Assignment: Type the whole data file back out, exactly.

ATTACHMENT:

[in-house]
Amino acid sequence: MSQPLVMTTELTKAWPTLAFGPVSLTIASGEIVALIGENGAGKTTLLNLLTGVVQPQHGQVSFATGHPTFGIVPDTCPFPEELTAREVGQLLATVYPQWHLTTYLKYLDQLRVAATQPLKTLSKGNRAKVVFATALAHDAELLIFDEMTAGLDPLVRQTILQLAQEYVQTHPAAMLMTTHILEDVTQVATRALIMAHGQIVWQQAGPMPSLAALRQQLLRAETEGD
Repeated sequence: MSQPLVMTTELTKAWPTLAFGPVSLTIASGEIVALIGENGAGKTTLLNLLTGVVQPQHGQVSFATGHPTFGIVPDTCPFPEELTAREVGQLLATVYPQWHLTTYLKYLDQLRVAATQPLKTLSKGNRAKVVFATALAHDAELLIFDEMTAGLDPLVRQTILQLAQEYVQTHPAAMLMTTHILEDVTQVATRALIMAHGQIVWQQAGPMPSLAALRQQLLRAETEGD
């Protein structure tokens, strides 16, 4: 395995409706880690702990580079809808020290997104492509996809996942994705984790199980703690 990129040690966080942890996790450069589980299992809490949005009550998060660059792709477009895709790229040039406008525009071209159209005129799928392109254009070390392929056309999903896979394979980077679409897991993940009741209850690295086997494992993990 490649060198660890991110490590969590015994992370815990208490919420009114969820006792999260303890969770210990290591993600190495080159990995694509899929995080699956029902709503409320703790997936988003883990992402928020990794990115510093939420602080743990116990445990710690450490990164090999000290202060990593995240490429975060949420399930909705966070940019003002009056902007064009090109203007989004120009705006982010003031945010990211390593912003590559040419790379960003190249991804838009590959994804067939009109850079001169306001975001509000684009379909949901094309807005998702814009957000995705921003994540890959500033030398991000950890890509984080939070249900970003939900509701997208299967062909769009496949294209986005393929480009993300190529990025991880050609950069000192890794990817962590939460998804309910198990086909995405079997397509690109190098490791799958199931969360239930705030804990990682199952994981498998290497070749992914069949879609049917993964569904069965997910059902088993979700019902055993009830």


[in-house]
Amino acid sequence: MSQPLVMTTELTKAWPTLAFGPVSLTIASGEIVALIGENGAGKTTLLNLLTGVVQPQHGQVSFATGHPTFGIVPDTCPFPEELTAREVGQLLATVYPQWHLTTYLKYLDQLRVAATQPLKTLSKGNRAKVVFATALAHDAELLIFDEMTAGLDPLVRQTILQLAQEYVQTHPAAMLMTTHILEDVTQVATRALIMAHGQIVWQQAGPMPSLAALRQQLLRAETEGD
Repeated sequence: MSQPLVMTTELTKAWPTLAFGPVSLTIASGEIVALIGENGAGKTTLLNLLTGVVQPQHGQVSFATGHPTFGIVPDTCPFPEELTAREVGQLLATVYPQWHLTTYLKYLDQLRVAATQPLKTLSKGNRAKVVFATALAHDAELLIFDEMTAGLDPLVRQTILQLAQEYVQTHPAAMLMTTHILEDVTQVATRALIMAHGQIVWQQAGPMPSLAALRQQLLRAETEGD
């Protein structure tokens, strides 16, 4: 395995409706880690702990580079809808020290997104492509996809996942994705984790199980703690 990129040690966080942890996790450069589980299992809490949005009550998060660059792709477009895709790229040039406008525009071209159209005129799928392109254009070390392929056309999903896979394979980077679409897991993940009741209850690295086997494992993990 490649060198660890991110490590969590015994992370815990208490919420009114969820006792999260303890969770210990290591993600190495080159990995694509899929995080699956029902709503409320703790997936988003883990992402928020990794990115510093939420602080743990116990445990710690450490990164090999000290202060990593995240490429975060949420399930909705966070940019003002009056902007064009090109203007989004120009705006982010003031945010990211390593912003590559040419790379960003190249991804838009590959994804067939009109850079001169306001975001509000684009379909949901094309807005998702814009957000995705921003994540890959500033030398991000950890890509984080939070249900970003939900509701997208299967062909769009496949294209986005393929480009993300190529990025991880050609950069000192890794990817962590939460998804309910198990086909995405079997397509690109190098490791799958199931969360239930705030804990990682199952994981498998290497070749992914069949879609049917993964569904069965997910059902088993979700019902055993009830």